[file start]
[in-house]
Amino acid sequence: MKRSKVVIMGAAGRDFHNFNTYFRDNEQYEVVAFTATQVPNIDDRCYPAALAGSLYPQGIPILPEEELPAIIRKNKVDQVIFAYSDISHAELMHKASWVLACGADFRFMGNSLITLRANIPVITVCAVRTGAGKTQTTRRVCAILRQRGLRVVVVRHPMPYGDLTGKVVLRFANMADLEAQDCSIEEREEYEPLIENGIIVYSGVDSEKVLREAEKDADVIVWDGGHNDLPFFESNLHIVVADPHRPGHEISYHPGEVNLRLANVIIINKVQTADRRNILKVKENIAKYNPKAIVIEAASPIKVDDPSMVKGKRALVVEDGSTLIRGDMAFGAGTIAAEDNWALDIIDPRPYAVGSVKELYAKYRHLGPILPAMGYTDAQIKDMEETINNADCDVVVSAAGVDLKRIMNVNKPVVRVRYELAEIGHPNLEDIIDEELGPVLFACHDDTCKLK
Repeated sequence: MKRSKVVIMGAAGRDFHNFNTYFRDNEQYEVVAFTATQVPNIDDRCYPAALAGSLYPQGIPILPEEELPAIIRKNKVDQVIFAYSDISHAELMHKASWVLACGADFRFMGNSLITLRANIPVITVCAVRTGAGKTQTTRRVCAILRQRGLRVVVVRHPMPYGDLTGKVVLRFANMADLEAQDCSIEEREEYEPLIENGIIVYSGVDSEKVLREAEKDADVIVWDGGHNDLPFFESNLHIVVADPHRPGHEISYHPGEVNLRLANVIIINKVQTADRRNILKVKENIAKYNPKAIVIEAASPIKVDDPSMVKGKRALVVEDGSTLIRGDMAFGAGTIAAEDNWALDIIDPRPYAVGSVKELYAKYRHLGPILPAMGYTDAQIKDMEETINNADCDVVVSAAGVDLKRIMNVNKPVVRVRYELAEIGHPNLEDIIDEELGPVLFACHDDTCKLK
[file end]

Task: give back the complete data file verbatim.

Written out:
[in-house]
Amino acid sequence: MKRSKVVIMGAAGRDFHNFNTYFRDNEQYEVVAFTATQVPNIDDRCYPAALAGSLYPQGIPILPEEELPAIIRKNKVDQVIFAYSDISHAELMHKASWVLACGADFRFMGNSLITLRANIPVITVCAVRTGAGKTQTTRRVCAILRQRGLRVVVVRHPMPYGDLTGKVVLRFANMADLEAQDCSIEEREEYEPLIENGIIVYSGVDSEKVLREAEKDADVIVWDGGHNDLPFFESNLHIVVADPHRPGHEISYHPGEVNLRLANVIIINKVQTADRRNILKVKENIAKYNPKAIVIEAASPIKVDDPSMVKGKRALVVEDGSTLIRGDMAFGAGTIAAEDNWALDIIDPRPYAVGSVKELYAKYRHLGPILPAMGYTDAQIKDMEETINNADCDVVVSAAGVDLKRIMNVNKPVVRVRYELAEIGHPNLEDIIDEELGPVLFACHDDTCKLK
Repeated sequence: MKRSKVVIMGAAGRDFHNFNTYFRDNEQYEVVAFTATQVPNIDDRCYPAALAGSLYPQGIPILPEEELPAIIRKNKVDQVIFAYSDISHAELMHKASWVLACGADFRFMGNSLITLRANIPVITVCAVRTGAGKTQTTRRVCAILRQRGLRVVVVRHPMPYGDLTGKVVLRFANMADLEAQDCSIEEREEYEPLIENGIIVYSGVDSEKVLREAEKDADVIVWDGGHNDLPFFESNLHIVVADPHRPGHEISYHPGEVNLRLANVIIINKVQTADRRNILKVKENIAKYNPKAIVIEAASPIKVDDPSMVKGKRALVVEDGSTLIRGDMAFGAGTIAAEDNWALDIIDPRPYAVGSVKELYAKYRHLGPILPAMGYTDAQIKDMEETINNADCDVVVSAAGVDLKRIMNVNKPVVRVRYELAEIGHPNLEDIIDEELGPVLFACHDDTCKLK